17. Cracking Curry says:

    First of all, thank you for the best financial resource on the Internet!

    Now a couple of questions
    1. Given that most of your income is from returns on stocks and dividends, do you have a contingency plan for handling another recession? If yes, what is it?

    2. If you don’t mind sharing, what were your after-tax and pre-tax savings when you quit your job/s for good?

    Thanks again!

  18. tericrow says:

    Wondering how the transportation aspect alone would work for my daughter and son-in-law living in a rural area where there are no county bus routes to take to work and riding a bike over 2-lane roads is dangerous because there are no bike lanes and no road shoulders for the commute. Plus, their son is 9 years old and not old enough to ride his own bike as far as he would have to for medical appointments, any school functions (the school is about 15 country miles away–no street lights, no shoulders, no sidewalks, no in-between towns, no people on foot), etc. FYI, folks in rural areas where the rural areas are not adjacent to bigger cities do not understand the concept of car pooling either. I applaud everyone living in a big city who has gotting rid of the big ticket item of transportation. Any suggestions for those in rural areas on substituting another big ticket item for that of transportation?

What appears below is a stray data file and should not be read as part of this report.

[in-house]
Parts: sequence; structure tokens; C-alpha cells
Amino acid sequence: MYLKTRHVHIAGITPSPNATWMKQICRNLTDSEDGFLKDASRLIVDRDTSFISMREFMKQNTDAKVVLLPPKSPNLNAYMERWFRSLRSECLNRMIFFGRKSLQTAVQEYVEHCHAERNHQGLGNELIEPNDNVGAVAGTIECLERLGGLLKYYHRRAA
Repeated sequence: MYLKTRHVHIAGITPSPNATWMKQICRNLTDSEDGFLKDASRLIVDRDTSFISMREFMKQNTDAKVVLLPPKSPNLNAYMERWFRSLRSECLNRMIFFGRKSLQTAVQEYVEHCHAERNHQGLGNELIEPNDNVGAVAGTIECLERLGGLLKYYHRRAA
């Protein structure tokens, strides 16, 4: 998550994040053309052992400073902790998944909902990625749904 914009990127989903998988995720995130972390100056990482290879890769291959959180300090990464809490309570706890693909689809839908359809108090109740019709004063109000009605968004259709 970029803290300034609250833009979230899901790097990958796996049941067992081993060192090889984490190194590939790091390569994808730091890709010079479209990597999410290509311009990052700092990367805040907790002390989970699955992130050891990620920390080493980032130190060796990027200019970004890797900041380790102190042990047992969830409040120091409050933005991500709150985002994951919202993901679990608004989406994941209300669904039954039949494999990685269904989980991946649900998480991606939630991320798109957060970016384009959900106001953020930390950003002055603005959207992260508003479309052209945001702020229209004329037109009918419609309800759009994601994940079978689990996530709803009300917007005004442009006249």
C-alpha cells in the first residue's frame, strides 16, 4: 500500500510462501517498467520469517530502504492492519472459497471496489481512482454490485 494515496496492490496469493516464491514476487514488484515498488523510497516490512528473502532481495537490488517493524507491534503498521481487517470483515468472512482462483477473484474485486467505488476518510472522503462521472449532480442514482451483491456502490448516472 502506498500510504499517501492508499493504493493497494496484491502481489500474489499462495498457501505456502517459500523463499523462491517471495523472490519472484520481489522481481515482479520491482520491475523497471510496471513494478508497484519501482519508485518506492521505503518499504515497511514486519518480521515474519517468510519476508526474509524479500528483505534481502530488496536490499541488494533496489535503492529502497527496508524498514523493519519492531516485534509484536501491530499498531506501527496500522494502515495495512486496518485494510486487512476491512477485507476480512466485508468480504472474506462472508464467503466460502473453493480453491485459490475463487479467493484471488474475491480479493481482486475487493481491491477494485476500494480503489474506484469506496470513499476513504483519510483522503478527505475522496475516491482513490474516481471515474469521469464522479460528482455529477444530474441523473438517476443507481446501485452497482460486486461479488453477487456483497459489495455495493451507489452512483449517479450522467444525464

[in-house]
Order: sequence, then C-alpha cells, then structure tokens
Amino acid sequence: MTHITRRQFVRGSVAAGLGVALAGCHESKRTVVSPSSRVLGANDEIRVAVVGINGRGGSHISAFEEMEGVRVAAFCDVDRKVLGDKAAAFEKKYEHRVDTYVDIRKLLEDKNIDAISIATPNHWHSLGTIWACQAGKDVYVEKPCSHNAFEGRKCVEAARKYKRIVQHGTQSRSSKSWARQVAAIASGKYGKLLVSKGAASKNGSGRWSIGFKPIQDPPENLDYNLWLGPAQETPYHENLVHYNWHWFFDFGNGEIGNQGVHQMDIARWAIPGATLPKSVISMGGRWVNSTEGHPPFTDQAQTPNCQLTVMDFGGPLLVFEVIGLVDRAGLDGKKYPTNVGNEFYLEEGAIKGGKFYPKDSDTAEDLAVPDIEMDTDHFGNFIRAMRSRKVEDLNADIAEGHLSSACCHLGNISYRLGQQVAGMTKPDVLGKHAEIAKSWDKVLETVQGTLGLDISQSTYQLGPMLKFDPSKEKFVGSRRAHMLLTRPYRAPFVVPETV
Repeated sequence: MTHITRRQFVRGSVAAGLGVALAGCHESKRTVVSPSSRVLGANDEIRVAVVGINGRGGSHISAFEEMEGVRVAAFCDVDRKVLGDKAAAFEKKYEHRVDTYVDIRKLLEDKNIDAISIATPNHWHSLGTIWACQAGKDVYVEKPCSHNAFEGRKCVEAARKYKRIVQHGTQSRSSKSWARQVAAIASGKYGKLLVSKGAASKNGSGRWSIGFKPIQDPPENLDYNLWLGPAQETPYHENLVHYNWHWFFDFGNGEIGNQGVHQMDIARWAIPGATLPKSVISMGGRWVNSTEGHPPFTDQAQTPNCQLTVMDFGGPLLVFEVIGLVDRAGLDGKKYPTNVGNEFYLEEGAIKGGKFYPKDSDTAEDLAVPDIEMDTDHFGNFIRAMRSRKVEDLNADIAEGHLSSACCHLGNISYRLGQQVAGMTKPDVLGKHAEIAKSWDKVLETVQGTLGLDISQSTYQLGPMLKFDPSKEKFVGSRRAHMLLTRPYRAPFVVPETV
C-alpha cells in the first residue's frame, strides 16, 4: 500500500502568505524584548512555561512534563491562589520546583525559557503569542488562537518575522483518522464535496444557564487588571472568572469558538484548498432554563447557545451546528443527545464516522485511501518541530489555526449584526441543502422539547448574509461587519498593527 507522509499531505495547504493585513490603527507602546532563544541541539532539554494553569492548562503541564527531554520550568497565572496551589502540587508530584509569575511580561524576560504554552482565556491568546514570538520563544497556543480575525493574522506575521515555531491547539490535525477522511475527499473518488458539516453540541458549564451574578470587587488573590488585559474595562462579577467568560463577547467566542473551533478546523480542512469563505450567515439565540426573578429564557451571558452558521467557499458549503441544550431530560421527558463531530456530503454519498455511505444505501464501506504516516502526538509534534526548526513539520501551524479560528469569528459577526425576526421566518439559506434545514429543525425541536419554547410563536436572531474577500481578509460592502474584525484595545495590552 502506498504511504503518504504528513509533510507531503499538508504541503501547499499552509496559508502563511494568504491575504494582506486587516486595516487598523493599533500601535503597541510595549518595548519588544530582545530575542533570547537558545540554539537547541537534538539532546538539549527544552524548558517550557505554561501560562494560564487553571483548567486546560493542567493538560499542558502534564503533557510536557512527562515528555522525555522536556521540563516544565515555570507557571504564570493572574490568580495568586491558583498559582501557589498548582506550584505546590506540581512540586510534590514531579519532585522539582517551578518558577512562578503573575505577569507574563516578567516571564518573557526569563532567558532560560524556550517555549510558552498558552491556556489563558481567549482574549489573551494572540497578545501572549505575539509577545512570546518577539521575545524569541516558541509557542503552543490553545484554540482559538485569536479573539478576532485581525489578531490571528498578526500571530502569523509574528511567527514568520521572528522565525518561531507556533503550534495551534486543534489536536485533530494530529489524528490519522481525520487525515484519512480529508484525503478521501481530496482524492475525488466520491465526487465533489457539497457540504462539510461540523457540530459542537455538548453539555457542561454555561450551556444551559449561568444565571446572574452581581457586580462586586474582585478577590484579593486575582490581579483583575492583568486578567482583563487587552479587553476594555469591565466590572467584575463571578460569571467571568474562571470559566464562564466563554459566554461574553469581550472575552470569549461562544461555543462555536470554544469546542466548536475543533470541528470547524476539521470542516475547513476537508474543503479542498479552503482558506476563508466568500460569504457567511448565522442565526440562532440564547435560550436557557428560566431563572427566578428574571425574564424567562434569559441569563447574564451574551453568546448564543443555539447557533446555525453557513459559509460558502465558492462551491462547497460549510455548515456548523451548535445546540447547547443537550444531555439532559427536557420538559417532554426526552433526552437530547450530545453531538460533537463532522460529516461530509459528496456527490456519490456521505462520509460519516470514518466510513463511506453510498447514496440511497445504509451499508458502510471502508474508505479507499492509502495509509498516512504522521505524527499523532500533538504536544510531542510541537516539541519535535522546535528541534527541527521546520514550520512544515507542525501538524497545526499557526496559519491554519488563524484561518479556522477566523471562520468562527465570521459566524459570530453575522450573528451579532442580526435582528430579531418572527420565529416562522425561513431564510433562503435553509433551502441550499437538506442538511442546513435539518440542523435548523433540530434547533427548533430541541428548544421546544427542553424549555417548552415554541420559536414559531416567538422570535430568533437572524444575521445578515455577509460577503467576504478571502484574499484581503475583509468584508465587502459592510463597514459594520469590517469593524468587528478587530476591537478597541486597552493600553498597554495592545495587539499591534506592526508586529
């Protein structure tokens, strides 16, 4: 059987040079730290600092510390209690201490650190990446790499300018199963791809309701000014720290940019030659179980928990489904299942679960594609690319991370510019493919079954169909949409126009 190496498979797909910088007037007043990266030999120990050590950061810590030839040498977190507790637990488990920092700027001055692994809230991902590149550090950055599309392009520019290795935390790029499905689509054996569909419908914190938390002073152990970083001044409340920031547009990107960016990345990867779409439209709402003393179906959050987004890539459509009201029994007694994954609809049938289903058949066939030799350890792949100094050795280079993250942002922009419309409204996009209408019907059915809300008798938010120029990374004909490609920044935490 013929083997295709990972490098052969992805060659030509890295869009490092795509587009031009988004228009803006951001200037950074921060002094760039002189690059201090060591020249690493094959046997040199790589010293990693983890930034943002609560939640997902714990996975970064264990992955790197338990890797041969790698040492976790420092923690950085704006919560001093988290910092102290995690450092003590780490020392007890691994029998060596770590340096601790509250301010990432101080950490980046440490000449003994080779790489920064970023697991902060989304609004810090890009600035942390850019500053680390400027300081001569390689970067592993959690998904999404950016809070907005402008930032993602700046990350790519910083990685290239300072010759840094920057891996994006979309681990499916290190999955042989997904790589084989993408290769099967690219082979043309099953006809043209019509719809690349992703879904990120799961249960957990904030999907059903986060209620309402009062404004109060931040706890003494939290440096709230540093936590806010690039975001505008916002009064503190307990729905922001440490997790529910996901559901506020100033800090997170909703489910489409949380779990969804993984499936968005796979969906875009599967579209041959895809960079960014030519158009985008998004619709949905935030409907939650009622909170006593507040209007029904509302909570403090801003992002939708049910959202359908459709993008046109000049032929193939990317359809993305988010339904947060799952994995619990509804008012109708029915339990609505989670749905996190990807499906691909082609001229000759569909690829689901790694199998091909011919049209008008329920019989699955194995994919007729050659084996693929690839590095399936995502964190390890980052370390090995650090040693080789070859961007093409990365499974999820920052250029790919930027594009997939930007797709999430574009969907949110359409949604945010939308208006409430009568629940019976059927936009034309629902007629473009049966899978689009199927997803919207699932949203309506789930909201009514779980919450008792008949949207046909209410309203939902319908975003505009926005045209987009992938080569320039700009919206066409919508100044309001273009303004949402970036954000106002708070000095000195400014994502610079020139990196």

19. BeSmartRich says:

    This is one of the most beautifully written articles of all time. This inspired me and hope this inspires so many others in the future. Saving 90% would be extremely tough but I think we can manage to increase saving rate gradually. The most important thing to keep in mind is living within means and save and invest.

    Thanks for sharing!


  20. Don Fuller says:

    Wow is all I can say, the light bulb finally clicked on upstairs! Thank you soooo very much man! I swear this just finally clicked for me. I’m starting tomorrow to move towards FI in a way I was never taught before until I stumbled upon this blog yesterday. I have seriously barely slept the last 24hrs pouring over your posts, comments, & links. Pure freaking genius! I have worked so long and hard to get where I’m at not realizing that I was so much closer than I thought. I’m so stoked right now I can hardly contain myself. I’m currently saving with employer match around 55% @ an annual income of 132,000-150,000 depending on overtime and bonuses at the age of 41. After talking with my wife and some calculations we figured we can push that to 85% investing immediately. I can’t tell you enough how grateful I am for you guy’s and your sharing your success this way thank you thank you thank you! The only major question I have is if I start transferring my 401k into a traditional IRA then follow the Roth conversion will I have enough time to get it all transferred before 59.5 to avoid the taxes as much as possible?

    • Awesome, great news! You just made my day!